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Legal Strategy

SPORTS
October 8, 2003 | Steve Henson, Times Staff Writer
The aspen trees that cover the hills throughout Eagle County have gone from green to a vibrant gold since the last time Kobe Bryant appeared in court here. But Thursday's much-anticipated preliminary hearing could turn out to be little more than a repeat of the perfunctory seven-minute appearance Bryant made Aug. 6. Many legal analysts say Bryant will waive the preliminary hearing because it is open to the public and because the testimony of Eagle County Sheriff's Det.
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SPORTS
October 1, 2003 | Steve Henson, Times Staff Writer
The most public of court cases has gone underground, shifting the media horde seeking fresh video of Kobe Bryant from Colorado mountain resorts to Laker training camp in Hawaii. As for the woman who has accused him of sexual assault, she moved from her Eagle, Colo., home and dropped out of college, escaping to an undisclosed location in search of privacy. Attorneys from both sides have been quiet too, silenced by a judge's gag order.
CALIFORNIA | LOCAL
September 18, 2003 | Henry Weinstein, Times Staff Writer
Los Angeles County's chief election official urged a federal appeals court Wednesday to permit the recall election to be held on schedule Oct. 7, warning that putting off the vote could cause widespread confusion and ballot errors -- precisely the problems the judges said they were trying to avoid when they ordered the election postponed.
CALIFORNIA | LOCAL
July 25, 2003 | Jean Guccione, Times Staff Writer
The scheduling of an election Oct. 7 isn't likely to end the legal wrangling over how and when the vote on the recall of Gov. Gray Davis should take place. Legal experts expect that if court challenges are filed in the coming weeks they could range from who is qualified to run to whether soldiers in Iraq will have enough time to cast their ballots.
SPORTS
July 19, 2003 | Henry Weinstein, Times Staff Writer
By admitting that he had sex with a young woman, Los Angeles Laker star Kobe Bryant turned his sexual assault case into a credibility contest rather than a trial that will center on DNA evidence, legal analysts said Friday night. "From a defense perspective, it is exactly the right strategy," said Loyola Law School professor Laurie Levenson. "The tough issue in rape cases is whether there was consent or force," said Levenson, a former federal prosecutor.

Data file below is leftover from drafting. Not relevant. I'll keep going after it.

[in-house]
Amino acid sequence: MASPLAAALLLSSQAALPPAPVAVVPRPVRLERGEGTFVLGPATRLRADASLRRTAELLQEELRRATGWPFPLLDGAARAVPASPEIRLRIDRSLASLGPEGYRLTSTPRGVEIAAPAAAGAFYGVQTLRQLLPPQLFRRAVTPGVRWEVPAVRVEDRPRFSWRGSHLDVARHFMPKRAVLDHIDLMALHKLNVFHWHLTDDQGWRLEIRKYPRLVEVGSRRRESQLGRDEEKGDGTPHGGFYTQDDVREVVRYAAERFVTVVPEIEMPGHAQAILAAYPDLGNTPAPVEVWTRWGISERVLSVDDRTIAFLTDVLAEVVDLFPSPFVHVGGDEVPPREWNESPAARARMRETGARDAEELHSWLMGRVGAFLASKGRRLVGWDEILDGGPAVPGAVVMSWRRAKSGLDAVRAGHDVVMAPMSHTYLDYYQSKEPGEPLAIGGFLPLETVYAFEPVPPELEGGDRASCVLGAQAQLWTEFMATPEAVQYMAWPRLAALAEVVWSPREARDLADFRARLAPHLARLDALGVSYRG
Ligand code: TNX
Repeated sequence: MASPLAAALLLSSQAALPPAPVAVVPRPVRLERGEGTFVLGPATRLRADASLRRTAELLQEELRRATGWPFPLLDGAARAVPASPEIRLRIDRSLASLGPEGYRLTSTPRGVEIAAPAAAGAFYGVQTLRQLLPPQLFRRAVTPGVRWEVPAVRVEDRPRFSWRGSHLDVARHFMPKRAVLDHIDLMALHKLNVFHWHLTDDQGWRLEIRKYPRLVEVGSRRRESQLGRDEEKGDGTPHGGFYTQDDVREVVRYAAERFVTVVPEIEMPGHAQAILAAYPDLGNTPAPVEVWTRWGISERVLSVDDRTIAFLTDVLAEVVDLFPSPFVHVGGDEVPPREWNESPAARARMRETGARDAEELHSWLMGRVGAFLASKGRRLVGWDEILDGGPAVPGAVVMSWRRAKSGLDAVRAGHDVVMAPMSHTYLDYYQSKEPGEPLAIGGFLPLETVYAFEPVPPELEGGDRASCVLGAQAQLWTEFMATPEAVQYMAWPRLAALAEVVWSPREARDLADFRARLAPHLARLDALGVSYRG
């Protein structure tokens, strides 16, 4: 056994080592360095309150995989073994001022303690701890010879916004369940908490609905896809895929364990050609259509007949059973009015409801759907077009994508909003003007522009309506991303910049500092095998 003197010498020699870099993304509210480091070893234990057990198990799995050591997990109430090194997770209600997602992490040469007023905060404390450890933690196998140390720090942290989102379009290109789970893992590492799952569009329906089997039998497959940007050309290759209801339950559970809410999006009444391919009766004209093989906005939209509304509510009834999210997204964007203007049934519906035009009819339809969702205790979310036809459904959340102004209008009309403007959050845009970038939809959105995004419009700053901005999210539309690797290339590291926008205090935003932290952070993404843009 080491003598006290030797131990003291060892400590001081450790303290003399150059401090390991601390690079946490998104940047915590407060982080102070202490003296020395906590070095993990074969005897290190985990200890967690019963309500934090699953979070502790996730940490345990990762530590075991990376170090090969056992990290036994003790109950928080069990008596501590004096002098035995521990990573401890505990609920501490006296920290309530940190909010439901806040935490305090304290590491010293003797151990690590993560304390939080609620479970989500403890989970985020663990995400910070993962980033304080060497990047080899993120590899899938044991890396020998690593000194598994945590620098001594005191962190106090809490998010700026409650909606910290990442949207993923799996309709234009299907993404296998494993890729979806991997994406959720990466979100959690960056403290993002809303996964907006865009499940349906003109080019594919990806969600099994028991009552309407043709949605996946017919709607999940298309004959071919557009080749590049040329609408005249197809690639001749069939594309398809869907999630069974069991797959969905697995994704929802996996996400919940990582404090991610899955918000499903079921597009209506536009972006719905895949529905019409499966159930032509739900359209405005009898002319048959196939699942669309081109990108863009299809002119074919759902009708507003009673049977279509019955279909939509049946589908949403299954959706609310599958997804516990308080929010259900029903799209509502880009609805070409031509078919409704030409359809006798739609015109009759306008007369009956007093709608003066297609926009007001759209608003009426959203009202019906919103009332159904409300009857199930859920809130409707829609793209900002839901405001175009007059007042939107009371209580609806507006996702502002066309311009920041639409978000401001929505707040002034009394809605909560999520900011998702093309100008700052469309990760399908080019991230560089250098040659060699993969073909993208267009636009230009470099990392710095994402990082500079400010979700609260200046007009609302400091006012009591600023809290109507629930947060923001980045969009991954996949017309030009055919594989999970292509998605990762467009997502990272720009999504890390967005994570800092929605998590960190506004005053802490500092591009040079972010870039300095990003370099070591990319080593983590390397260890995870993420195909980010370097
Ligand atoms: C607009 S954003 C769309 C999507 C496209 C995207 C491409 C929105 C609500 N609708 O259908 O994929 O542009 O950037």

NATIONAL
January 26, 2003 | Elizabeth Mehren, Times Staff Writer
His departure was supposed to quell the storm. But more than a month after Cardinal Bernard Law abruptly resigned as archbishop of Boston, discontent lingers in this troubled Roman Catholic community. Clerical abuse survivors are outraged over the church's tough new legal strategy of probing victims' psychotherapy records. Lay reform leaders complain that Law's successor has not returned their phone calls. Some priests say they are shellshocked.
CALIFORNIA | LOCAL
December 20, 2002 | Mai Tran, Times Staff Writer
A 42-year-old Baldwin Park man who was arrested last year on suspicion of trying to bomb the Vietnamese Embassy in Thailand has decided to fight extradition rather than risk being returned to his homeland, his attorney said Thursday. Van Duc Vo, who appeared in federal court in Santa Ana on Thursday as hundreds of supporters rallied outside the courthouse, had earlier agreed to be extradited to Thailand.
CALIFORNIA | LOCAL
April 21, 2002 | HENRY WEINSTEIN, TIMES STAFF WRITER
Although actor Robert Blake has yet to be formally charged in court with murdering his wife, Bonny Lee Bakley, the battle lines in the case are clearly in view. For Blake's defense lawyer, Harland W. Braun, the task is clear: Persuade potential jurors that Bakley was such a sleazy individual that hundreds of people had a motive to kill her, and consequently take the focus off his client. For prosecutors Patrick R. Dixon and Gregory A.
CALIFORNIA | LOCAL
November 16, 2001 | JEAN GUCCIONE, TIMES STAFF WRITER
After Marco Barrera was charged with beating to death his two young children, a lawyer for the Mexican government made a personal appeal to prosecutors to forgo the death penalty. When that didn't work, Mexican officials tried to save Barrera's life another way: They assisted his lawyer in preparing a defense. In a growing number of criminal cases, foreign consulates are playing a supporting role in defending their citizens, particularly those facing death.
NEWS
July 22, 2001 | DAVID G. SAVAGE, TIMES STAFF WRITER
Nine years after Roger Keith Coleman was put to death in Virginia's electric chair, his legal case lives on, a test of whether the state may have executed the wrong man. A young coal miner from a small Appalachian town, Coleman was convicted of the rape and murder of his sister-in-law, even though no witnesses or conclusive evidence tied him to the crime.
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